With a presidential mandate aiming to get the nation on a fast road to electrification, one of the big challenges will be setting up a nationwide EV charging network, but officials in several North American cities are betting one of the quickest solutions is to set up chargers right where people park.
In Kansas City, as many as 60 EV chargers will be installed in streetlight poles, the same approach being piloted in Los Angeles and Montreal. The approach makes sense, according to Miriam Bouallegue, project manager for sustainable transportation for KC’s Metropolitan Energy Center, because it makes it easier for renters and others without access to a home charger to own and operate an EV.
“There’s a big gap with EV charging for renters and people who don’t own their home,” said Bouallegue in a statement announcing the new project. “They don’t have the ability to install an outlet and may not have a designated parking spot if they live in a complex. With curbside charging, people can just park their cars like they normally would and plug in.”
Chargers critical to meeting Biden EV mandate
Last week, President Joe Biden signed an executive order that, if fully implemented, would see zero-emissions vehicles reach 50% of U.S. sales by 2030. While hydrogen fuel-cell vehicles are included in that target, the vast majority of future ZEVs are expected to be plug-in hybrids or pure battery-electric vehicle.
Biden also has called for the installation of 500,000 chargers nationwide in a bid to give future EV owners the flexibility motorists have with today’s gas and diesel refueling infrastructure. While experts generally believe that 80% of charging will be done at home or office, chargers will be needed for longer trips and for those who have no immediate access to chargers of their own.
Companies like ChargePoint, EVgo and Electrify America are rapidly building out their networks, in many cases setting up the electric alternatives to conventional service stations — or even adding chargers alongside fuel pumps. But EV proponents are looking for other ways to minimize the challenges of keeping battery packs charged up.
Montreal was among the first communities to install chargers at street parking locations. The project showed a “clear correlation between the presence of a charging station and, over time, the adoption of the EV in that area” according to a spokesman, as noted by AutoBlog.
Los Angeles is setting up a similar program and already has about 420 chargers built into streetlight poles, with more to come.
Some key advantages
The approach has a number of advantages. For one thing, it locates chargers in areas of potentially significant traffic density. And it takes advantage of existing electric infrastructure. Most modern light poles were set up to use high-powered sodium vapor lights. New LED street lighting is far more efficient and means there is extra “juice” available without rewiring.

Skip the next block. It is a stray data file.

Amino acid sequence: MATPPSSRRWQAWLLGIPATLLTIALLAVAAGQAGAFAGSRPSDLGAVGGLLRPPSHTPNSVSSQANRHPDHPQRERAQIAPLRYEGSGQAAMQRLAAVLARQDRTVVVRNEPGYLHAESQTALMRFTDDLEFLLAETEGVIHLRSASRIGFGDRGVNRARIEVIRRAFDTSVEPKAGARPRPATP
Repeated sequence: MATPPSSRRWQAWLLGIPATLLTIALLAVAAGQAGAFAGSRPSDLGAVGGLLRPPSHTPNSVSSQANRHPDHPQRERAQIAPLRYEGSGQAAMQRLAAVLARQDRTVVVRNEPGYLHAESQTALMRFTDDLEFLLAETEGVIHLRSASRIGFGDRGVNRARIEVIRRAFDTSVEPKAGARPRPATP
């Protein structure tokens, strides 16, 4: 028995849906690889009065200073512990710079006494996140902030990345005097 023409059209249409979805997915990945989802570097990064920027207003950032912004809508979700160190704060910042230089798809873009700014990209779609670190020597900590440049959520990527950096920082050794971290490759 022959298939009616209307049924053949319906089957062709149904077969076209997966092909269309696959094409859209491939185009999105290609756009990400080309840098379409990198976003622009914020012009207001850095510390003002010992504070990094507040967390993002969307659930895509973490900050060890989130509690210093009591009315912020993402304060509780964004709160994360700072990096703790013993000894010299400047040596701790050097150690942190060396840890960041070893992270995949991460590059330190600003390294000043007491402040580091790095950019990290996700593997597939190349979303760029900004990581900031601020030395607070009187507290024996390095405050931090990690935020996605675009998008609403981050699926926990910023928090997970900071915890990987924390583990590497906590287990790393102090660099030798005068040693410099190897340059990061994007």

Partners in the Kansas City program include the National Renewable Energy Laboratory, (NREL), as well as the U.S. Department of Energy which provided much of the funding.
“This is a fairly new area for transportation planners,” Erin Nobler, NREL project manager, said in a description of the project published by the Association of Metropolitan Planning Organizations. “It takes time and is frustrating — but that’s a good thing. We’re all so used to funding efforts where we have to hit milestones and deliverables. But it is OK and encouraged to pivot. We’re looking for the best solution, not the easiest.”
EV owners who plug into the new Kansas City chargers will pay 22 cents per kilowatt-hour for energy, plus any regular parking fees.
Charging up the charging network
According to federal data, there are now about 104,000 public charging stations in the U.S., 18% of which are quick chargers capable of giving an 80% top-off of the typical battery pack in under an hour. The rest are 240-volt Level 2 systems that more often require 8 to 10 hours for a full recharge.
Money for EV chargers — about $7.5 billion — is included in the Biden infrastructure bill now facing a vote in the full Senate. The measure will still have to go through the House before a compromise package can be hammered out and then sent to the president for his signature. But a group of 28 Democratic House members are calling for significantly more money for a charging infrastructure — $85 billion that would be used not only to set up chargers but also energy generating facilities.
House Transportation Chairman Peter DeFazio, one of the House members calling for the funds, Said, “a rapid and extensive build-out of electric vehicle charging infrastructure supported by the federal government is crucial if consumers are to adopt zero emission vehicles at the scale and pace needed to stave off climate catastrophe.”